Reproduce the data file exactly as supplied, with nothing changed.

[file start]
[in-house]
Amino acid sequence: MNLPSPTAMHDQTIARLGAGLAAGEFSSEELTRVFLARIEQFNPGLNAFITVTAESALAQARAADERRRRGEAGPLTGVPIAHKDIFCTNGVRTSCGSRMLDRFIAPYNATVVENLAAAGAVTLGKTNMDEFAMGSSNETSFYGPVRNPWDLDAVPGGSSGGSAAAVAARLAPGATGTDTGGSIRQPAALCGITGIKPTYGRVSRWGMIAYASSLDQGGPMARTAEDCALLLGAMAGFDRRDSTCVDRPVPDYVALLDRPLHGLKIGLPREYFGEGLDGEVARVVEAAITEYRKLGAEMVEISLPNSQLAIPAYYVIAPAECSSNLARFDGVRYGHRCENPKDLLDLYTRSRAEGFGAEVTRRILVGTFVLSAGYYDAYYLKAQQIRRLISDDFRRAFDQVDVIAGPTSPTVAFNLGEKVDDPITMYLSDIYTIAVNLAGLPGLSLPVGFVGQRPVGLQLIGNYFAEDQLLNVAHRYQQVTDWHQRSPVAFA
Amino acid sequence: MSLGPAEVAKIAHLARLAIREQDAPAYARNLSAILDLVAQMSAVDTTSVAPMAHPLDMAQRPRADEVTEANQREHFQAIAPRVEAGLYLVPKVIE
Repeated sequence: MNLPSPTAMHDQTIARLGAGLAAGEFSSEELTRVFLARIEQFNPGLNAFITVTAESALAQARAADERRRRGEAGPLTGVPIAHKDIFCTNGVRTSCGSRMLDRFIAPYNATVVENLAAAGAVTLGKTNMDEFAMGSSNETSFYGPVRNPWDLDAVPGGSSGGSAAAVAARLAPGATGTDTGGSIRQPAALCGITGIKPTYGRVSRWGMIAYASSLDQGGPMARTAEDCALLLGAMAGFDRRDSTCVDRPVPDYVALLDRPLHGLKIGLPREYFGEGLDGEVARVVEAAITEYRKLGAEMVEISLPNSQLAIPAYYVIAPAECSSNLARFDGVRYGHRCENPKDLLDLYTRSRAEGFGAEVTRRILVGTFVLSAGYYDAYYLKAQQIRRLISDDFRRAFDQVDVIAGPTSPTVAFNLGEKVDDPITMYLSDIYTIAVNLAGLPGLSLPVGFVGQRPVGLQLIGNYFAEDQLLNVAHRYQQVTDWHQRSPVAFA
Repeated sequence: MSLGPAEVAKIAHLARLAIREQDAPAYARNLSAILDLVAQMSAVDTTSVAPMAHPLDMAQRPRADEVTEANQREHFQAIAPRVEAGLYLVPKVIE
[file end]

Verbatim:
[in-house]
Amino acid sequence: MNLPSPTAMHDQTIARLGAGLAAGEFSSEELTRVFLARIEQFNPGLNAFITVTAESALAQARAADERRRRGEAGPLTGVPIAHKDIFCTNGVRTSCGSRMLDRFIAPYNATVVENLAAAGAVTLGKTNMDEFAMGSSNETSFYGPVRNPWDLDAVPGGSSGGSAAAVAARLAPGATGTDTGGSIRQPAALCGITGIKPTYGRVSRWGMIAYASSLDQGGPMARTAEDCALLLGAMAGFDRRDSTCVDRPVPDYVALLDRPLHGLKIGLPREYFGEGLDGEVARVVEAAITEYRKLGAEMVEISLPNSQLAIPAYYVIAPAECSSNLARFDGVRYGHRCENPKDLLDLYTRSRAEGFGAEVTRRILVGTFVLSAGYYDAYYLKAQQIRRLISDDFRRAFDQVDVIAGPTSPTVAFNLGEKVDDPITMYLSDIYTIAVNLAGLPGLSLPVGFVGQRPVGLQLIGNYFAEDQLLNVAHRYQQVTDWHQRSPVAFA
Amino acid sequence: MSLGPAEVAKIAHLARLAIREQDAPAYARNLSAILDLVAQMSAVDTTSVAPMAHPLDMAQRPRADEVTEANQREHFQAIAPRVEAGLYLVPKVIE
Repeated sequence: MNLPSPTAMHDQTIARLGAGLAAGEFSSEELTRVFLARIEQFNPGLNAFITVTAESALAQARAADERRRRGEAGPLTGVPIAHKDIFCTNGVRTSCGSRMLDRFIAPYNATVVENLAAAGAVTLGKTNMDEFAMGSSNETSFYGPVRNPWDLDAVPGGSSGGSAAAVAARLAPGATGTDTGGSIRQPAALCGITGIKPTYGRVSRWGMIAYASSLDQGGPMARTAEDCALLLGAMAGFDRRDSTCVDRPVPDYVALLDRPLHGLKIGLPREYFGEGLDGEVARVVEAAITEYRKLGAEMVEISLPNSQLAIPAYYVIAPAECSSNLARFDGVRYGHRCENPKDLLDLYTRSRAEGFGAEVTRRILVGTFVLSAGYYDAYYLKAQQIRRLISDDFRRAFDQVDVIAGPTSPTVAFNLGEKVDDPITMYLSDIYTIAVNLAGLPGLSLPVGFVGQRPVGLQLIGNYFAEDQLLNVAHRYQQVTDWHQRSPVAFA
Repeated sequence: MSLGPAEVAKIAHLARLAIREQDAPAYARNLSAILDLVAQMSAVDTTSVAPMAHPLDMAQRPRADEVTEANQREHFQAIAPRVEAGLYLVPKVIE